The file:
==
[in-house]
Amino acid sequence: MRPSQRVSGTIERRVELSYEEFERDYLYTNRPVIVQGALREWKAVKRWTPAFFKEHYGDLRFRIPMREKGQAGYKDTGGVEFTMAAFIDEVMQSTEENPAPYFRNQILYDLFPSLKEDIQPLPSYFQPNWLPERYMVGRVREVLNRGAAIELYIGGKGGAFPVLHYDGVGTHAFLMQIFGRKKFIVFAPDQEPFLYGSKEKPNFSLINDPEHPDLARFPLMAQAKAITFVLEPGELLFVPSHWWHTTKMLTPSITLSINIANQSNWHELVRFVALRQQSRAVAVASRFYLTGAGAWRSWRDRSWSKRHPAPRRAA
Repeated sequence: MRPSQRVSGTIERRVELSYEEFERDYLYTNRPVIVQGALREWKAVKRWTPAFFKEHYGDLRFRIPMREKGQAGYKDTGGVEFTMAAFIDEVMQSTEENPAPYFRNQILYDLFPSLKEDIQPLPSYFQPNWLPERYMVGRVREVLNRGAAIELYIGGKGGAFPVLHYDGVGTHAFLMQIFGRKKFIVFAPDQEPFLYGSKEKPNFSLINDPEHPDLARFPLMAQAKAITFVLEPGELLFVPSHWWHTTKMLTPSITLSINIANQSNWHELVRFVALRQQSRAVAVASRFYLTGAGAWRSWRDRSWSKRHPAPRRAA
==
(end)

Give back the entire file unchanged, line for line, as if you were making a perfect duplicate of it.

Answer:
[in-house]
Amino acid sequence: MRPSQRVSGTIERRVELSYEEFERDYLYTNRPVIVQGALREWKAVKRWTPAFFKEHYGDLRFRIPMREKGQAGYKDTGGVEFTMAAFIDEVMQSTEENPAPYFRNQILYDLFPSLKEDIQPLPSYFQPNWLPERYMVGRVREVLNRGAAIELYIGGKGGAFPVLHYDGVGTHAFLMQIFGRKKFIVFAPDQEPFLYGSKEKPNFSLINDPEHPDLARFPLMAQAKAITFVLEPGELLFVPSHWWHTTKMLTPSITLSINIANQSNWHELVRFVALRQQSRAVAVASRFYLTGAGAWRSWRDRSWSKRHPAPRRAA
Repeated sequence: MRPSQRVSGTIERRVELSYEEFERDYLYTNRPVIVQGALREWKAVKRWTPAFFKEHYGDLRFRIPMREKGQAGYKDTGGVEFTMAAFIDEVMQSTEENPAPYFRNQILYDLFPSLKEDIQPLPSYFQPNWLPERYMVGRVREVLNRGAAIELYIGGKGGAFPVLHYDGVGTHAFLMQIFGRKKFIVFAPDQEPFLYGSKEKPNFSLINDPEHPDLARFPLMAQAKAITFVLEPGELLFVPSHWWHTTKMLTPSITLSINIANQSNWHELVRFVALRQQSRAVAVASRFYLTGAGAWRSWRDRSWSKRHPAPRRAA